3. “New York, New York” by Kander and Ebb (later popularized by Frank Sinatra), from New York, New York (1977)
It’s hard to believe that “New York, New York” didn’t exist until 1977… the same year as “Staying Alive.” Technically, this song isn’t even called “New York, New York.” It’s “Theme from New York, New York,” and it was written for Martin Scorsese’s follow-up to Taxi Driver. The movie was supposed to be a throwback to the golden age of Hollywood musicals, but Marty seems to have left the spirit of breezy fun on the cutting room floor. Basically, saxophonist Robert De Niro emotionally abuses singer Liza Minnelli for 160 long minutes. Busby Berkeley this ain’t.
Kander and Ebb (the team behind Chicago and Caberet) wrote the music. Early in production, they played the songs to Scorsese, De Niro, and Minnelli. The numbers all went over well… except the title song, which De Niro didn’t think was strong enough. Kander and Ebb were understandably annoyed, since they were freakin’ Kander and Ebb, and Robert De Niro has never been known for his musical ability.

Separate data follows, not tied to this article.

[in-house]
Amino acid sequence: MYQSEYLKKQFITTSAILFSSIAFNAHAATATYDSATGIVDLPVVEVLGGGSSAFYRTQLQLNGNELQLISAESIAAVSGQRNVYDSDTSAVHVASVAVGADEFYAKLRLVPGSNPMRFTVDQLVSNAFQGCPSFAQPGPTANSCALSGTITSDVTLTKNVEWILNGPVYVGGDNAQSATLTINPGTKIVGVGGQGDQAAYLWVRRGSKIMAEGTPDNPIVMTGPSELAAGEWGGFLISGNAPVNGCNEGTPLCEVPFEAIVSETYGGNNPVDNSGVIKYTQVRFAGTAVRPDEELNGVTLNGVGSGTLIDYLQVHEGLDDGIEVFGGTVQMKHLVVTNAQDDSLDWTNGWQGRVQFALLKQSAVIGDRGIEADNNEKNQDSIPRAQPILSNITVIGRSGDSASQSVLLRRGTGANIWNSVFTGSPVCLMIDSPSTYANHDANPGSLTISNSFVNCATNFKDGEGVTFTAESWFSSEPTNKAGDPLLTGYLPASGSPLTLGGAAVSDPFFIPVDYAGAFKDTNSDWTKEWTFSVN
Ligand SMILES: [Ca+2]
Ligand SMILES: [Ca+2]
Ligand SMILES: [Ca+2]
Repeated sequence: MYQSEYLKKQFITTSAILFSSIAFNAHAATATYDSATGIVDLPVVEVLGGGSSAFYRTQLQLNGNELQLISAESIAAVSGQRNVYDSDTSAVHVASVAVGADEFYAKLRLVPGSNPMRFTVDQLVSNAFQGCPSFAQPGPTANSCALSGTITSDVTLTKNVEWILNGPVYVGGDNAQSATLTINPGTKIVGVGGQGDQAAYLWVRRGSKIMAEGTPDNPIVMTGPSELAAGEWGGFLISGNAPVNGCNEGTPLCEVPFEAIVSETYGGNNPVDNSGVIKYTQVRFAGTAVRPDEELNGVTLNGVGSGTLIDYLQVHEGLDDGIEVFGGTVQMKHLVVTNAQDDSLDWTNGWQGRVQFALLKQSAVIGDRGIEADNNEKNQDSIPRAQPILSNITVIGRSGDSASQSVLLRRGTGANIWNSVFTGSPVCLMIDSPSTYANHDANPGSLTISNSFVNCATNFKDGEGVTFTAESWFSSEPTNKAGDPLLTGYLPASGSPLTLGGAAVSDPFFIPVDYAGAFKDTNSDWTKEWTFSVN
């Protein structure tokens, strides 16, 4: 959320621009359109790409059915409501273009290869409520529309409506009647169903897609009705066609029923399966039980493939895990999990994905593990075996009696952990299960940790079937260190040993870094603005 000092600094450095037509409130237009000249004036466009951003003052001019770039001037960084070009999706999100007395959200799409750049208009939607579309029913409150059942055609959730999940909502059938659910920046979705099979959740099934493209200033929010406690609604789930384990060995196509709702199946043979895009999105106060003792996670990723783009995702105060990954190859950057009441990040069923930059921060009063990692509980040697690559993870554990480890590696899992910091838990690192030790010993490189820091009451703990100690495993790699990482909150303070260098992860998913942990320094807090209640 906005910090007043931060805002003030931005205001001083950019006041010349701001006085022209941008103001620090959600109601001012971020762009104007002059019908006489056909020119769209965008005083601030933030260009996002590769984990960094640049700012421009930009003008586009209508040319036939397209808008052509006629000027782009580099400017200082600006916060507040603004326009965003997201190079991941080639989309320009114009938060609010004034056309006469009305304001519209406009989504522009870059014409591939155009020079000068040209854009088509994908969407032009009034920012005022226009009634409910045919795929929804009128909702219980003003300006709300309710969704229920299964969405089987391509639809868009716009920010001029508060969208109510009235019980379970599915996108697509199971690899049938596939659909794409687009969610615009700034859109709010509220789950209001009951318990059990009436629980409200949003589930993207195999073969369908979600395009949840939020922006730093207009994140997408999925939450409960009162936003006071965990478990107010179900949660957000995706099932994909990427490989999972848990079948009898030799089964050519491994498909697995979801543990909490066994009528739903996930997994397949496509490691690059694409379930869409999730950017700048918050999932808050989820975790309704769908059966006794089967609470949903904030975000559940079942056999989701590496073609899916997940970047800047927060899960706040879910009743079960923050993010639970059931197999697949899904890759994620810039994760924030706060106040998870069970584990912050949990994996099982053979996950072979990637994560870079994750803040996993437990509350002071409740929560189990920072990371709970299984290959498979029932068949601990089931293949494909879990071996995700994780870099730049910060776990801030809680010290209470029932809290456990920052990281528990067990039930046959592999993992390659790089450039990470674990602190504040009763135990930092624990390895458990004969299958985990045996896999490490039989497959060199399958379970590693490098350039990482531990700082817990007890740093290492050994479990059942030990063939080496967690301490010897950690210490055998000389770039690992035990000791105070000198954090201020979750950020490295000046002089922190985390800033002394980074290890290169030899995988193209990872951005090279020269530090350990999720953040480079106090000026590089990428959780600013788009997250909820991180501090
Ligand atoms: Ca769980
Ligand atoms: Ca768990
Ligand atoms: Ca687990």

But the songwriters grudgingly went back to the drawing board and wrote a new “New York, New York”… and karaoke singers around the world are damn glad they did.
The song is worked into the plot of the movie, with De Niro’s character writing the music and Minnelli’s character writing the lyrics, bit by bit over the years:
We hear snippets of the song throughout the film, but Minnelli doesn’t actually sing it until the final reel:
The movie tanked in theaters, and the song didn’t even get nominated for an Academy Award. (You know what won the Oscar that year? “You Light Up My Life.”) But three years later, 65-year-old Frank Sinatra decided to record it for his triple album Trilogy. It became his last big hit, and now pretty much everybody in the world knows it and loves it. Sinatra’s recording is played at Yankee Stadium when the team wins. When they lose, they play Liza Minnelli’s original.